Ken Raeburn contributed patches to make Guile use `const' in some
    appropriate places.
Greg Harvey made sure Jim didn't lose any patches, and made readline
    highlight matching parenthesis.

Bug reports and fixes from:

  Greg Badros, Etienne Bernard, John Bley, Brad Bowman, Frank Cieslok,
  Karl Eichwalder, Mark Elbrecht, Jay Glascoe, Ian Grant, Eric Hanchrow,
  Greg Harvey, Dirk Herrmann, Johannes Hjorth, Charbel Jacquin, David
  Kaelbling, Lorentey Karoly, Valdis Kletnieks, Brad Knotwell, Michael
  Livshin, David Lutterkort, Christian Lynbech, Russ McManus, Eric
  Moore, Nicolas Neuss, Thien-Thi Nguyen, James Dean Palmer, Richard
  Polton, Ken Raeburn, Mikael Ståldal, Telford Tendys, Jon Trowbridge,
  Bernard Urban, Sebastien Villemot, and Jim Wilson

Also, thanks to:
- Craig Brozefsky, for his work on the Guile mailing list web archives
- Pat Eyler, for his continuing work on the Guile web pages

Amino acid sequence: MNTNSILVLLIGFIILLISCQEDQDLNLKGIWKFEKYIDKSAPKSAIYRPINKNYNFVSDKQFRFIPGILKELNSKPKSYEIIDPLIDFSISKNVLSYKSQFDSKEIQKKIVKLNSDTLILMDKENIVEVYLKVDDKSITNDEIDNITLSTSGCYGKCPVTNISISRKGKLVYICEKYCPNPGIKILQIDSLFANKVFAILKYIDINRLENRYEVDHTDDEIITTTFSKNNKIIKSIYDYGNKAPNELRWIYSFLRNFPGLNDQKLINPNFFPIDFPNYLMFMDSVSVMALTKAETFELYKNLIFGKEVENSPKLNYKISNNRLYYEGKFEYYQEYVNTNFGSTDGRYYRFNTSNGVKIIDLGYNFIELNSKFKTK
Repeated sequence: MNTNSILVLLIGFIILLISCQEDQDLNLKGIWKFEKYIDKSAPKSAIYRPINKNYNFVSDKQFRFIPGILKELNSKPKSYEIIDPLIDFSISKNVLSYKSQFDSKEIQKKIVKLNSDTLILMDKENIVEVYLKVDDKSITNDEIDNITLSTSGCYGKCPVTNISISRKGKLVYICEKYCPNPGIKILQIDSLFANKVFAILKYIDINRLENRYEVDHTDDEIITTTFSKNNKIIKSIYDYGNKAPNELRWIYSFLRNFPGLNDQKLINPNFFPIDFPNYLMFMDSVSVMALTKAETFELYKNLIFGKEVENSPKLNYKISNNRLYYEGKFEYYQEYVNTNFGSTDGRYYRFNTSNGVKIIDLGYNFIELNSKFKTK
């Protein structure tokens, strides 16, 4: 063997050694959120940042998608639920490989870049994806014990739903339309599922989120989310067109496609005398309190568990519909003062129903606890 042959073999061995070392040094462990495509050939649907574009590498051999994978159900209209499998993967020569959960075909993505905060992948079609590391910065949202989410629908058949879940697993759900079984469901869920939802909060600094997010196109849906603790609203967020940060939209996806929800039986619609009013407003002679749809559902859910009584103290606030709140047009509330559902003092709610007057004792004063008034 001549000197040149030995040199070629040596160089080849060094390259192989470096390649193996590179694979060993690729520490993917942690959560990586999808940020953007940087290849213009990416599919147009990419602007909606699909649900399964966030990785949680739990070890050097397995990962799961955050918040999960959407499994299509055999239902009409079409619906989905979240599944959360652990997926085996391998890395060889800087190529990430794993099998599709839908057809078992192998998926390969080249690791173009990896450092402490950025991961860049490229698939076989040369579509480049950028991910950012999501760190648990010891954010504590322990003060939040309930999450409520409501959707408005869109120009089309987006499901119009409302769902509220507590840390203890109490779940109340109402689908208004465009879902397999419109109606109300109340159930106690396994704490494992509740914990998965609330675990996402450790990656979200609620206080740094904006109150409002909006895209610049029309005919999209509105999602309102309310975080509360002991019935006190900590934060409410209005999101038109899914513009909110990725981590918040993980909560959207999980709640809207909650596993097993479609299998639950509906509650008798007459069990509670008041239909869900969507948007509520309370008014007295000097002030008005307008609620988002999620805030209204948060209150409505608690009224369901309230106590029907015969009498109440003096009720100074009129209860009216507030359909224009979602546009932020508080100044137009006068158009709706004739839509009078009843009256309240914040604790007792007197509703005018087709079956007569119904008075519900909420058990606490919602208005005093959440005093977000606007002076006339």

Apologies to any we've forgotten.

About This Distribution ==============================================

Building and installing this distribution gives you:
guile --- a stand-alone interpreter for Guile, usually installed in
	/usr/local/bin.  With no arguments, this is a simple
	interactive Scheme interpreter.  It can also be used as an
	interpreter for script files; see the NEWS file for details.
guile-config --- a Guile script which provides the information necessary
	to link your programs against the Guile library.
guile-snarf --- a script to parse declarations in your C code for
	Scheme-visible C functions, Scheme objects to be used by C code, etc.
libguile.a --- an object library containing the Guile interpreter,
	usually installed in /usr/local/lib.  You can use Guile in
	your own programs by linking against this.
libqthreads.a --- an object library containing the QuickThreads